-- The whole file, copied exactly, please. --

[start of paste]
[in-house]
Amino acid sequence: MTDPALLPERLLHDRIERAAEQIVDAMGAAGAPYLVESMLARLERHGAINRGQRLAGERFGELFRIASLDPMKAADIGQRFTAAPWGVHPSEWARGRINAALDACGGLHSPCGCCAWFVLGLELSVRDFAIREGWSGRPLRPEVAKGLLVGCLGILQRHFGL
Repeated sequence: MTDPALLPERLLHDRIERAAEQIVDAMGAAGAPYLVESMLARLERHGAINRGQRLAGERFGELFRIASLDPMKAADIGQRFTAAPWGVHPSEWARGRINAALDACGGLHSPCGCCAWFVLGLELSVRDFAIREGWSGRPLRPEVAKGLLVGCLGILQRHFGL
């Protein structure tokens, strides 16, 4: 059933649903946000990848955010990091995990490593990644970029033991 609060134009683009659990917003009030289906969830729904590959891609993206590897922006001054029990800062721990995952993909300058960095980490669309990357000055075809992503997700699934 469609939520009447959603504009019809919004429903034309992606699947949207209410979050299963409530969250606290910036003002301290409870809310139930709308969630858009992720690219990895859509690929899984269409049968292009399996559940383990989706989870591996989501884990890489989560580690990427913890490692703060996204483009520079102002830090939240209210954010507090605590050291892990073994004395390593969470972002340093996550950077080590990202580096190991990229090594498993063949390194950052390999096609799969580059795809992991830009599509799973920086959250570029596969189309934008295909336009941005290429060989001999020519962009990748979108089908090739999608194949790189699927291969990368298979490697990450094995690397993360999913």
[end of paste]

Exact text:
[in-house]
Amino acid sequence: MTDPALLPERLLHDRIERAAEQIVDAMGAAGAPYLVESMLARLERHGAINRGQRLAGERFGELFRIASLDPMKAADIGQRFTAAPWGVHPSEWARGRINAALDACGGLHSPCGCCAWFVLGLELSVRDFAIREGWSGRPLRPEVAKGLLVGCLGILQRHFGL
Repeated sequence: MTDPALLPERLLHDRIERAAEQIVDAMGAAGAPYLVESMLARLERHGAINRGQRLAGERFGELFRIASLDPMKAADIGQRFTAAPWGVHPSEWARGRINAALDACGGLHSPCGCCAWFVLGLELSVRDFAIREGWSGRPLRPEVAKGLLVGCLGILQRHFGL
């Protein structure tokens, strides 16, 4: 059933649903946000990848955010990091995990490593990644970029033991 609060134009683009659990917003009030289906969830729904590959891609993206590897922006001054029990800062721990995952993909300058960095980490669309990357000055075809992503997700699934 469609939520009447959603504009019809919004429903034309992606699947949207209410979050299963409530969250606290910036003002301290409870809310139930709308969630858009992720690219990895859509690929899984269409049968292009399996559940383990989706989870591996989501884990890489989560580690990427913890490692703060996204483009520079102002830090939240209210954010507090605590050291892990073994004395390593969470972002340093996550950077080590990202580096190991990229090594498993063949390194950052390999096609799969580059795809992991830009599509799973920086959250570029596969189309934008295909336009941005290429060989001999020519962009990748979108089908090739999608194949790189699927291969990368298979490697990450094995690397993360999913």